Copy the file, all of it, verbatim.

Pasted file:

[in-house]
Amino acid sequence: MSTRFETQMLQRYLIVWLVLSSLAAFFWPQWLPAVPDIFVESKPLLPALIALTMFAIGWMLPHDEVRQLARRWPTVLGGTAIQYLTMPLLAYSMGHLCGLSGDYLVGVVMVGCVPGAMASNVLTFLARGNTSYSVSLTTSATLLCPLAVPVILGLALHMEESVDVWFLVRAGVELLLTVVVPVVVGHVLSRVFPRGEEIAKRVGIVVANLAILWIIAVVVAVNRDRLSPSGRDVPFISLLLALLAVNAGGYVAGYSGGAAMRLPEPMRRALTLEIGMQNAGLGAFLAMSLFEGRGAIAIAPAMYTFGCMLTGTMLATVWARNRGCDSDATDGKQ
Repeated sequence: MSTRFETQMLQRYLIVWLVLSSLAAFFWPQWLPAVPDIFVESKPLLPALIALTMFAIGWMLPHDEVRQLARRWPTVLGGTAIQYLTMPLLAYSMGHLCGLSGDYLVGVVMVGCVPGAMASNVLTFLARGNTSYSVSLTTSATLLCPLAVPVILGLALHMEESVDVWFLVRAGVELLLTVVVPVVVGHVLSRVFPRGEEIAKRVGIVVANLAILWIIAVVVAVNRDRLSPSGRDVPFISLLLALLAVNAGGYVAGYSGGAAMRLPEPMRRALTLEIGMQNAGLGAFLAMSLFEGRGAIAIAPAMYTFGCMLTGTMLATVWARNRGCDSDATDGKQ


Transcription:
[in-house]
Amino acid sequence: MSTRFETQMLQRYLIVWLVLSSLAAFFWPQWLPAVPDIFVESKPLLPALIALTMFAIGWMLPHDEVRQLARRWPTVLGGTAIQYLTMPLLAYSMGHLCGLSGDYLVGVVMVGCVPGAMASNVLTFLARGNTSYSVSLTTSATLLCPLAVPVILGLALHMEESVDVWFLVRAGVELLLTVVVPVVVGHVLSRVFPRGEEIAKRVGIVVANLAILWIIAVVVAVNRDRLSPSGRDVPFISLLLALLAVNAGGYVAGYSGGAAMRLPEPMRRALTLEIGMQNAGLGAFLAMSLFEGRGAIAIAPAMYTFGCMLTGTMLATVWARNRGCDSDATDGKQ
Repeated sequence: MSTRFETQMLQRYLIVWLVLSSLAAFFWPQWLPAVPDIFVESKPLLPALIALTMFAIGWMLPHDEVRQLARRWPTVLGGTAIQYLTMPLLAYSMGHLCGLSGDYLVGVVMVGCVPGAMASNVLTFLARGNTSYSVSLTTSATLLCPLAVPVILGLALHMEESVDVWFLVRAGVELLLTVVVPVVVGHVLSRVFPRGEEIAKRVGIVVANLAILWIIAVVVAVNRDRLSPSGRDVPFISLLLALLAVNAGGYVAGYSGGAAMRLPEPMRRALTLEIGMQNAGLGAFLAMSLFEGRGAIAIAPAMYTFGCMLTGTMLATVWARNRGCDSDATDGKQ